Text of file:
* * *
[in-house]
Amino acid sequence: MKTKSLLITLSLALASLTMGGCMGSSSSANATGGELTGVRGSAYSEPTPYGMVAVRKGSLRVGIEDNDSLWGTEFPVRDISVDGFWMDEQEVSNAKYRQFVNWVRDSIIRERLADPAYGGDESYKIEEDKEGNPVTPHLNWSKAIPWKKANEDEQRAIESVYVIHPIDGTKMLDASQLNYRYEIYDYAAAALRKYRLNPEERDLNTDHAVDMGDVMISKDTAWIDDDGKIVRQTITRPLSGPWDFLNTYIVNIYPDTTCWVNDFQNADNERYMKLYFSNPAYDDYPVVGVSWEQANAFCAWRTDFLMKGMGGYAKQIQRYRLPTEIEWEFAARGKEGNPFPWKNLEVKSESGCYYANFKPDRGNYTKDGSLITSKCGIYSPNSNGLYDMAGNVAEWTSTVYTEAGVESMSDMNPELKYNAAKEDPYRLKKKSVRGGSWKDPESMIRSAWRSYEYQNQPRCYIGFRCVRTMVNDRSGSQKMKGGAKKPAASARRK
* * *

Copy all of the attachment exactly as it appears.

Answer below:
[in-house]
Amino acid sequence: MKTKSLLITLSLALASLTMGGCMGSSSSANATGGELTGVRGSAYSEPTPYGMVAVRKGSLRVGIEDNDSLWGTEFPVRDISVDGFWMDEQEVSNAKYRQFVNWVRDSIIRERLADPAYGGDESYKIEEDKEGNPVTPHLNWSKAIPWKKANEDEQRAIESVYVIHPIDGTKMLDASQLNYRYEIYDYAAAALRKYRLNPEERDLNTDHAVDMGDVMISKDTAWIDDDGKIVRQTITRPLSGPWDFLNTYIVNIYPDTTCWVNDFQNADNERYMKLYFSNPAYDDYPVVGVSWEQANAFCAWRTDFLMKGMGGYAKQIQRYRLPTEIEWEFAARGKEGNPFPWKNLEVKSESGCYYANFKPDRGNYTKDGSLITSKCGIYSPNSNGLYDMAGNVAEWTSTVYTEAGVESMSDMNPELKYNAAKEDPYRLKKKSVRGGSWKDPESMIRSAWRSYEYQNQPRCYIGFRCVRTMVNDRSGSQKMKGGAKKPAASARRK